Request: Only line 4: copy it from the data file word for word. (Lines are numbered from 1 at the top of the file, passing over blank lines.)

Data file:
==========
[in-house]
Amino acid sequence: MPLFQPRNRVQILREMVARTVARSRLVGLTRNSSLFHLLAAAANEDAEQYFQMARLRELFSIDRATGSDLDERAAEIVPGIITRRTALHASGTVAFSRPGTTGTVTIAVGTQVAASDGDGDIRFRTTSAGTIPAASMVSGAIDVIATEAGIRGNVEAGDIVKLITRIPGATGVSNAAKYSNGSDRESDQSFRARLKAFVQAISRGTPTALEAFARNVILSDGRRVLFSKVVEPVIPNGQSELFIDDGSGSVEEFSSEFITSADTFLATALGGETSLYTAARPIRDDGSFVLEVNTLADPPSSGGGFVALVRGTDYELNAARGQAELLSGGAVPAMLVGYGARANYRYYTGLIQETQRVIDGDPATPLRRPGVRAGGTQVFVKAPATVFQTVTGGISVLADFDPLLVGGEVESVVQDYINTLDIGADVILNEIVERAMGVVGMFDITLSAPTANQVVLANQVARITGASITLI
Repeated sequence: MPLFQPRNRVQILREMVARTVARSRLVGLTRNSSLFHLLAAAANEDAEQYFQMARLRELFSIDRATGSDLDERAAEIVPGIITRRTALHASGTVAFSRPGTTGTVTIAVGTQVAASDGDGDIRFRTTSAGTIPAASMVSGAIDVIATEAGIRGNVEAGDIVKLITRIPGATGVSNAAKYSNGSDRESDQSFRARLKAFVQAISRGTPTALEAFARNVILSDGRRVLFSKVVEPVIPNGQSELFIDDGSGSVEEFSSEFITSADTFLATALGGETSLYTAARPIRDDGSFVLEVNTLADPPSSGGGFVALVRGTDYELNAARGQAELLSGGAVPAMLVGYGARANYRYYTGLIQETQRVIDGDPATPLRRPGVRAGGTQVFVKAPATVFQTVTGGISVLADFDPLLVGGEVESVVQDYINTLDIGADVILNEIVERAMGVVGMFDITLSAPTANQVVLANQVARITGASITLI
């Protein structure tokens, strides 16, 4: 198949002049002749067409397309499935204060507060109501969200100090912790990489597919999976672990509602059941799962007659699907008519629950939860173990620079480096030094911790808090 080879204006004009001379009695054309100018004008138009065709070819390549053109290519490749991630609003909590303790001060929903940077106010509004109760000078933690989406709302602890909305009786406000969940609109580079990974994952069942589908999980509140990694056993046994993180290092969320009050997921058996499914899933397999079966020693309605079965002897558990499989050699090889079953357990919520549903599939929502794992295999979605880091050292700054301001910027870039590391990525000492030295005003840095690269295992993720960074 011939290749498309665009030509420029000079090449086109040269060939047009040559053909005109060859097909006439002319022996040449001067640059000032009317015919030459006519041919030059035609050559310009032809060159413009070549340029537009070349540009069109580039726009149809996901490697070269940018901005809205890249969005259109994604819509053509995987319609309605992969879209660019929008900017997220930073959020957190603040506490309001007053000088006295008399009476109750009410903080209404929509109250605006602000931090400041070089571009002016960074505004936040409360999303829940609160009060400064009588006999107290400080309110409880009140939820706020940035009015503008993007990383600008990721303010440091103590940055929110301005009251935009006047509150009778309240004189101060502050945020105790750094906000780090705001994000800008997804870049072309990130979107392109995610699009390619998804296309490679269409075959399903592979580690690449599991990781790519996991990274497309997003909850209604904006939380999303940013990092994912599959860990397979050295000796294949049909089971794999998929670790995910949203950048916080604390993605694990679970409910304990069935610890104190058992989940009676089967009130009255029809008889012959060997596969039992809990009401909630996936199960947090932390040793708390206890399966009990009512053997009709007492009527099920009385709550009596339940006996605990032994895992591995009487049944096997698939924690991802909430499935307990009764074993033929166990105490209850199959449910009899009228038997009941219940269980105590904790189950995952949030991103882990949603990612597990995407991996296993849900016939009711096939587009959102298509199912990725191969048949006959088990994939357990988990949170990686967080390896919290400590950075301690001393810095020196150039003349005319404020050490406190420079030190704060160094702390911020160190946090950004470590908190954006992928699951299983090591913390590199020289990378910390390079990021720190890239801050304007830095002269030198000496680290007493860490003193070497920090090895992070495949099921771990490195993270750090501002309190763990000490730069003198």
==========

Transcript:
């Protein structure tokens, strides 16, 4: 198949002049002749067409397309499935204060507060109501969200100090912790990489597919999976672990509602059941799962007659699907008519629950939860173990620079480096030094911790808090 080879204006004009001379009695054309100018004008138009065709070819390549053109290519490749991630609003909590303790001060929903940077106010509004109760000078933690989406709302602890909305009786406000969940609109580079990974994952069942589908999980509140990694056993046994993180290092969320009050997921058996499914899933397999079966020693309605079965002897558990499989050699090889079953357990919520549903599939929502794992295999979605880091050292700054301001910027870039590391990525000492030295005003840095690269295992993720960074 011939290749498309665009030509420029000079090449086109040269060939047009040559053909005109060859097909006439002319022996040449001067640059000032009317015919030459006519041919030059035609050559310009032809060159413009070549340029537009070349540009069109580039726009149809996901490697070269940018901005809205890249969005259109994604819509053509995987319609309605992969879209660019929008900017997220930073959020957190603040506490309001007053000088006295008399009476109750009410903080209404929509109250605006602000931090400041070089571009002016960074505004936040409360999303829940609160009060400064009588006999107290400080309110409880009140939820706020940035009015503008993007990383600008990721303010440091103590940055929110301005009251935009006047509150009778309240004189101060502050945020105790750094906000780090705001994000800008997804870049072309990130979107392109995610699009390619998804296309490679269409075959399903592979580690690449599991990781790519996991990274497309997003909850209604904006939380999303940013990092994912599959860990397979050295000796294949049909089971794999998929670790995910949203950048916080604390993605694990679970409910304990069935610890104190058992989940009676089967009130009255029809008889012959060997596969039992809990009401909630996936199960947090932390040793708390206890399966009990009512053997009709007492009527099920009385709550009596339940006996605990032994895992591995009487049944096997698939924690991802909430499935307990009764074993033929166990105490209850199959449910009899009228038997009941219940269980105590904790189950995952949030991103882990949603990612597990995407991996296993849900016939009711096939587009959102298509199912990725191969048949006959088990994939357990988990949170990686967080390896919290400590950075301690001393810095020196150039003349005319404020050490406190420079030190704060160094702390911020160190946090950004470590908190954006992928699951299983090591913390590199020289990378910390390079990021720190890239801050304007830095002269030198000496680290007493860490003193070497920090090895992070495949099921771990490195993270750090501002309190763990000490730069003198």